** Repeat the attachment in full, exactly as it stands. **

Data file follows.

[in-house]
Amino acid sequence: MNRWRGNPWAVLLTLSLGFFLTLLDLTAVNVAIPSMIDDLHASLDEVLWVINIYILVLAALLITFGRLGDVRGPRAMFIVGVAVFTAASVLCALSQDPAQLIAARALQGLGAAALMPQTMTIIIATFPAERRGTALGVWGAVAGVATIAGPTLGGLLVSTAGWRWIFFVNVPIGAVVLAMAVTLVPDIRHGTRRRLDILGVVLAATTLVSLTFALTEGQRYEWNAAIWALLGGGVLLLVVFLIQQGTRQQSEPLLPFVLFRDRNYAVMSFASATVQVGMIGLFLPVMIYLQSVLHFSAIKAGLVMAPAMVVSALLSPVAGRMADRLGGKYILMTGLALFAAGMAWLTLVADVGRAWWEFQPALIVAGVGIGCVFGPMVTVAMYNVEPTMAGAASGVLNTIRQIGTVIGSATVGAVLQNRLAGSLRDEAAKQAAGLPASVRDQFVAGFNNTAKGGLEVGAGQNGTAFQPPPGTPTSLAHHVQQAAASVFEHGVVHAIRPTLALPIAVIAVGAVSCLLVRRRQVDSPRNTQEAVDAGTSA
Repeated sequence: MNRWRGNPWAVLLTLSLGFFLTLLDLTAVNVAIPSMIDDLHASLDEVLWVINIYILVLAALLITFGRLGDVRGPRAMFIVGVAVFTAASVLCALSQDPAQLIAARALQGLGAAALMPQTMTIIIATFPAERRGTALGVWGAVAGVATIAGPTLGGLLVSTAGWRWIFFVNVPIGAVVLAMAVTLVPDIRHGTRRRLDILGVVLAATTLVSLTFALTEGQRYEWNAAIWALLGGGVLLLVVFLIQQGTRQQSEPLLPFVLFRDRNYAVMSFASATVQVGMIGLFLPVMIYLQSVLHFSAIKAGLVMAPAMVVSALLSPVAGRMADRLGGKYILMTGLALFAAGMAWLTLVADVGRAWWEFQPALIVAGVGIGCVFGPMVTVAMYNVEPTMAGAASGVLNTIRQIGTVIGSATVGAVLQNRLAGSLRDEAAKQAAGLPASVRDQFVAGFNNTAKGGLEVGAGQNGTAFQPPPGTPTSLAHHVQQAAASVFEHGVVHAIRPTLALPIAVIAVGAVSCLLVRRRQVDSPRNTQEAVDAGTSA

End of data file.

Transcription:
[in-house]
Amino acid sequence: MNRWRGNPWAVLLTLSLGFFLTLLDLTAVNVAIPSMIDDLHASLDEVLWVINIYILVLAALLITFGRLGDVRGPRAMFIVGVAVFTAASVLCALSQDPAQLIAARALQGLGAAALMPQTMTIIIATFPAERRGTALGVWGAVAGVATIAGPTLGGLLVSTAGWRWIFFVNVPIGAVVLAMAVTLVPDIRHGTRRRLDILGVVLAATTLVSLTFALTEGQRYEWNAAIWALLGGGVLLLVVFLIQQGTRQQSEPLLPFVLFRDRNYAVMSFASATVQVGMIGLFLPVMIYLQSVLHFSAIKAGLVMAPAMVVSALLSPVAGRMADRLGGKYILMTGLALFAAGMAWLTLVADVGRAWWEFQPALIVAGVGIGCVFGPMVTVAMYNVEPTMAGAASGVLNTIRQIGTVIGSATVGAVLQNRLAGSLRDEAAKQAAGLPASVRDQFVAGFNNTAKGGLEVGAGQNGTAFQPPPGTPTSLAHHVQQAAASVFEHGVVHAIRPTLALPIAVIAVGAVSCLLVRRRQVDSPRNTQEAVDAGTSA
Repeated sequence: MNRWRGNPWAVLLTLSLGFFLTLLDLTAVNVAIPSMIDDLHASLDEVLWVINIYILVLAALLITFGRLGDVRGPRAMFIVGVAVFTAASVLCALSQDPAQLIAARALQGLGAAALMPQTMTIIIATFPAERRGTALGVWGAVAGVATIAGPTLGGLLVSTAGWRWIFFVNVPIGAVVLAMAVTLVPDIRHGTRRRLDILGVVLAATTLVSLTFALTEGQRYEWNAAIWALLGGGVLLLVVFLIQQGTRQQSEPLLPFVLFRDRNYAVMSFASATVQVGMIGLFLPVMIYLQSVLHFSAIKAGLVMAPAMVVSALLSPVAGRMADRLGGKYILMTGLALFAAGMAWLTLVADVGRAWWEFQPALIVAGVGIGCVFGPMVTVAMYNVEPTMAGAASGVLNTIRQIGTVIGSATVGAVLQNRLAGSLRDEAAKQAAGLPASVRDQFVAGFNNTAKGGLEVGAGQNGTAFQPPPGTPTSLAHHVQQAAASVFEHGVVHAIRPTLALPIAVIAVGAVSCLLVRRRQVDSPRNTQEAVDAGTSA